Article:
Hematologic abnormalities in Aicardi Goutières Syndrome

Mol Genet Metab. 2022 Aug;136(4):324-329. doi: 10.1016/j.ymgme.2022.06.003. Epub 2022 Jun 16.


Background: Because of the broad clinical spectrum, heritable autoinflammatory diseases present a management and therapeutic challenge. The most common genetic interferonopathy, Aicardi Goutières Syndrome (AGS), is associated with early onset neurologic disability and systemic inflammation. The chronic inflammation of AGS is the result of dysregulation of interferon (IFN) expression by one of nine genes within converging pathways. While each AGS subtype shares common features, distinct patterns of severity and potential for systemic complications amongst the genotypes are emerging. Multilineage cytopenias are a potentially serious, but poorly understood, complication of AGS. As immunomodulatory treatment options are developed, it is important to characterize the role of the disease versus treatment in hematologic abnormalities. This will allow for better understanding and management of cytopenia.

Methods: In total, 142 individuals with molecularly-confirmed AGS were included. Information on genotype, demographics, and all available hematologic laboratory values were collected from existing medical records. As part of a clinical trial, a subset of this cohort (n = 52) were treated with a janus kinase inhibitor (baricitinib), and both pre- and post-treatment values were included. Abnormal values were graded based on Common Terminology Criteria for Adverse Events (CTCAE v5.0), supplemented with grading definitions for thrombocytosis, and were compared across genotypes and baricitinib exposure.

Results: In total, 11,184 laboratory values were collected over a median of 2.54 years per subject (range 0-22.68 years). To reduce bias from repeated sampling within a limited timeframe, laboratory results were restricted to the most abnormal value within a month (n = 8485). The most common abnormalities were anemia (noted in 24% of subjects prior to baricitinib exposure), thrombocytopenia (9%), and neutropenia (30%). Neutropenia was most common in the SAMHD1 cohort and increased with baricitinib exposure (38/69 measurements on baricitinib versus 14/121 while not on baricitinib). Having an abnormality prior to treatment was associated with having an abnormality on treatment for neutropenia and thrombocytopenia.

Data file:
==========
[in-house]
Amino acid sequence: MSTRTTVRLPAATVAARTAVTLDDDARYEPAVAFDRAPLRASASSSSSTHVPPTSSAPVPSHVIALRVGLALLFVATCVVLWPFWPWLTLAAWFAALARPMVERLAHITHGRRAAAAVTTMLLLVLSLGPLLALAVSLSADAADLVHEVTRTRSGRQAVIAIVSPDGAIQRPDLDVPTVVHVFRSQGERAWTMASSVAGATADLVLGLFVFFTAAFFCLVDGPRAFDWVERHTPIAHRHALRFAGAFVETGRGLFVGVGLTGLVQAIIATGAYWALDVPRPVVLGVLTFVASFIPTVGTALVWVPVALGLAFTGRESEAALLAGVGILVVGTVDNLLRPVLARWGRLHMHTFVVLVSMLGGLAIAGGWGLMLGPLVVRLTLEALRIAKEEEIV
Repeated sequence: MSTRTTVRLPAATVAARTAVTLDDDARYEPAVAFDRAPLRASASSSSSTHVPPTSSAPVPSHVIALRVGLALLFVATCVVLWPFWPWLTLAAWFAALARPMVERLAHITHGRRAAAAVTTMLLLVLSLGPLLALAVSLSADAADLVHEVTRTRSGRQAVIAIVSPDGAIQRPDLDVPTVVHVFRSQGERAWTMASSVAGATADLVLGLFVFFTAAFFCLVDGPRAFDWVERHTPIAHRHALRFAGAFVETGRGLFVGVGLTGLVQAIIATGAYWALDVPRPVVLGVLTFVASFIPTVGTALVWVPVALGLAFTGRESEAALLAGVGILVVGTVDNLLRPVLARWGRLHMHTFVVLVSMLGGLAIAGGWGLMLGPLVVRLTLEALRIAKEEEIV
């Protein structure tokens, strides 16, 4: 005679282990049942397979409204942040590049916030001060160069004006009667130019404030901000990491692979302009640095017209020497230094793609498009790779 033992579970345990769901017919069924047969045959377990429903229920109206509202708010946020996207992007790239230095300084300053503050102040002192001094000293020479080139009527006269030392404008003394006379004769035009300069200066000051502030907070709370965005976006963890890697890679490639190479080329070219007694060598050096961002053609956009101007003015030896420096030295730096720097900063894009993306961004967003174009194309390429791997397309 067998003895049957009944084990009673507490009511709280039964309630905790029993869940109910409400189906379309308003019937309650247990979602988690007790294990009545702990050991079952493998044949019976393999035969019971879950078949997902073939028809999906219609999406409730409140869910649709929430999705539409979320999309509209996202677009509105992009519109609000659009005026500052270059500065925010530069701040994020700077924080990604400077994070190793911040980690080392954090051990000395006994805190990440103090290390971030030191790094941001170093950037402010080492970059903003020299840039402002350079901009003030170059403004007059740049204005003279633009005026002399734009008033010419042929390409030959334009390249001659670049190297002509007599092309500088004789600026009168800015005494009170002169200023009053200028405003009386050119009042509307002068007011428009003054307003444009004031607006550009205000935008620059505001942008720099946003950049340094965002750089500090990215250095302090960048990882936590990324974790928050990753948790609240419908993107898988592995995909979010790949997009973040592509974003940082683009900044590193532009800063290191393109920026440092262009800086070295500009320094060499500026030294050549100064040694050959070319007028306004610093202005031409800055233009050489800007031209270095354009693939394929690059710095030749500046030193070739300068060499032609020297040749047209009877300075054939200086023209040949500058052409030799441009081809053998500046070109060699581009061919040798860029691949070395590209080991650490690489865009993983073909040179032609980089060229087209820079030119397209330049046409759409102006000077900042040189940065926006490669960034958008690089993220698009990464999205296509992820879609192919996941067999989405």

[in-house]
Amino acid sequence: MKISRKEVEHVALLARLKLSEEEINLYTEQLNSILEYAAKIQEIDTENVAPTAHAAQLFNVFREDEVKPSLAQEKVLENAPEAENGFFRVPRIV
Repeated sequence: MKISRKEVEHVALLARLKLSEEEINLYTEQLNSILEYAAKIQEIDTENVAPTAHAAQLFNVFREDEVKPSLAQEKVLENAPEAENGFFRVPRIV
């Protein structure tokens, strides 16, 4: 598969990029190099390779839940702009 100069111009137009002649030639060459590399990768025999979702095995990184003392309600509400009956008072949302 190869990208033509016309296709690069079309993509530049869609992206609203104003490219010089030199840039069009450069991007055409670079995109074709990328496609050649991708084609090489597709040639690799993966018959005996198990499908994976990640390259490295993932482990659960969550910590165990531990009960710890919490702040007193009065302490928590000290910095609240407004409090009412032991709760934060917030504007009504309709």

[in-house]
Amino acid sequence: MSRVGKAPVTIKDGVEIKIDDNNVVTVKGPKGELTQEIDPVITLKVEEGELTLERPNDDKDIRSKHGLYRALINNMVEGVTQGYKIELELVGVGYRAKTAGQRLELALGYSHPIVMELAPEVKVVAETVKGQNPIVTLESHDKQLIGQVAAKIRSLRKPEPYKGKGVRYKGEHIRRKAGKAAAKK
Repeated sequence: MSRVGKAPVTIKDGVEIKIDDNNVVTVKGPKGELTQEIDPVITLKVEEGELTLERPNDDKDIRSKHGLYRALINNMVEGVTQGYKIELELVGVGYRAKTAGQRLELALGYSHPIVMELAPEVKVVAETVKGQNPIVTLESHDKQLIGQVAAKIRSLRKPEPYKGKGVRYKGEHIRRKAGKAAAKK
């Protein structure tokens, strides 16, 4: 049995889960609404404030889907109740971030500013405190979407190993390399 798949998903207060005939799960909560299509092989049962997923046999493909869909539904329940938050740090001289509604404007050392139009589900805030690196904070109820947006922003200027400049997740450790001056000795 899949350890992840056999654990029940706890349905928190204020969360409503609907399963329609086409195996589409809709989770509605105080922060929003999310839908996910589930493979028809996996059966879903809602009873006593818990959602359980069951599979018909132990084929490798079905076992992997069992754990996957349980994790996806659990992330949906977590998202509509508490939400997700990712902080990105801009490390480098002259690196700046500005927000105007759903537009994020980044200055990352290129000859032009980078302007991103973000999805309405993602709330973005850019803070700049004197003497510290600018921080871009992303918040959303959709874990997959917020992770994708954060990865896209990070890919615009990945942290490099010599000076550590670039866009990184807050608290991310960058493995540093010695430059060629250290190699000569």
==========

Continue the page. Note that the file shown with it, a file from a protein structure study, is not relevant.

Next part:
Conclusion: By collecting available laboratory data throughout the lifespan, we were able to identify novel patterns of hematologic abnormalities in AGS. We found that AGS results in multilineage cytopenias not limited to the neonatal period. Neutropenia, anemia, and thrombocytopenia were common. Moderate-severe graded events of neutropenia, anemia, and leukopenia were more common on baricitinib, but rarely of clinical consequence. Based on these results, we would recommend careful monitoring of hematologic parameters of children affected by AGS throughout the lifespan, especially while on therapy, and consideration of AGS as a potential differential diagnosis in children with neurologic impairment of unclear etiology with hematologic abnormalities. Trial registration ClinicalTrials.gov Identifier: NCT01724580 ClinicalTrials.gov Identifier: NCT03921554.

Keywords: Genetic disorder; Hematology; Janus kinase inhibitor; Leukodystrophy.

Publication types

  • Research Support, N.I.H., Extramural
  • Research Support, U.S. Gov't, Non-P.H.S.

MeSH terms

  • Anemia*
  • Autoimmune Diseases of the Nervous System
  • Child
  • Humans
  • Infant, Newborn
  • Inflammation
  • Nervous System Malformations
  • Neutropenia*
  • Thrombocytopenia*

Supplementary concepts

  • Aicardi-Goutieres syndrome

Associated data

  • ClinicalTrials.gov/NCT01724580
  • ClinicalTrials.gov/NCT03921554